Retired army engineer and JROTC instructor at Dawson County High School, Robert Wiley is now officially on the ballot for the District 2 county commission seat to run against Chris Gaines.
The Dawson County Board of Elections and Registration verified the required signatures on Wiley's petition to run as an Independent candidate in the November general election.
Wiley needed 661 verified signatures of registered Dawson County voters to be added and the board verified 663, according to Chief Registrar Glenda Ferguson.
The seat is being vacated by two-term commissioner James Swafford, who did not seek re-election.
Gaines ran in the Republican primary against Tim Davis and won with 51.16 percent of the vote over Davis' 48.84 percent.
Wiley, 48, said he had plans to run for local office after retiring from education but when he saw that Swafford would not be running again, he felt the timing was right.
"The downside of that is that it was after the first qualification," Wiley said. "I went down and talked to the election office and asked them if I could still get in the election, and they said I could. I would just have to run as an Independent candidate."
Wiley said he considers himself a Republican.
"You know the bottom line is you are going to have to pay your dues either way you go, whether you run on Republican ticket or you run as an Independent. You run on the Republican ticket of course you have to campaign and have to win at the primary. If you run Independent, in my case, you are going to have to go around and knock on a whole lot of doors," he said.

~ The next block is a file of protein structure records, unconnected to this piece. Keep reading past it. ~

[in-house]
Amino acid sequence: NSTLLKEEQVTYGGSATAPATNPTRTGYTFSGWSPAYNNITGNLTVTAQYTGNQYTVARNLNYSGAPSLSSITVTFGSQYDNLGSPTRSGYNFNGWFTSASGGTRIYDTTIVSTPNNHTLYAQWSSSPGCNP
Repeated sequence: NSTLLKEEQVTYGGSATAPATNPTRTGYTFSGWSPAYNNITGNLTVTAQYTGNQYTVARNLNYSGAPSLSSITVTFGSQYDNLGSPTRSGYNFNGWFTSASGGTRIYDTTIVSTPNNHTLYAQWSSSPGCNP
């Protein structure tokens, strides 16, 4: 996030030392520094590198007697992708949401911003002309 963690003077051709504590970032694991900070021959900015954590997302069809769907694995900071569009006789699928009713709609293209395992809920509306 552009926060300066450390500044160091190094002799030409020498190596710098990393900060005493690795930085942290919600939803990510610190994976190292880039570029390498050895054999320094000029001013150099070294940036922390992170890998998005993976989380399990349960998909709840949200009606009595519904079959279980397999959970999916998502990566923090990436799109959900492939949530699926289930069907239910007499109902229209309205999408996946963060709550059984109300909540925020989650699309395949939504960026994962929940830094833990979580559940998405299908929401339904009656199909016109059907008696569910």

Wiley knocked on a lot of doors and said that only about 10 people turned him down.
"I think if I would have jumped in on the primaries, if I would've been able to get in there, I would have been the third candidate. I don't think people would have known me well enough. It wasn't a conscience choice for me to run as an Independent, but it worked out better for me," he said.
Wiley said his top priority, if elected, is to make sure that the county budget is healthy.
"I want to keep the budget healthy. If you keep the budget healthy then you have got the power to do some things in the community," he said.
"If it strengthens families, it's good for quality of life and it strengthens our infrastructure, those are things that money should be spent on."
Wiley believes that his military and engineering background give him the skill set to solve problems and provide leadership for Dawson County.
"This is all exciting stuff and that keeps me interested because I am a problem solver," Wiley said. "That's what I did as an officer in the army. That's what people do, they call engineers to solve problems, that's what officers do in general.
Though he has lived in Dawson County for only two years, Wiley believes his conservative values make him a good fit for the area.
"I see what Dawson County is and when other people see it they are going to be attracted here and they are going to come here. So why would I leave? This place has everything I want. It is the perfect place for my family," he said.
Wiley has a master's in public administration from Webster University. He is a combat veteran of Iraq and Afghanistan and has been married for 21 years.
He and his wife Sarah have three daughters and attend The Church of Jesus Christ of Latter-day Saints.
The general election will be held on Nov. 8.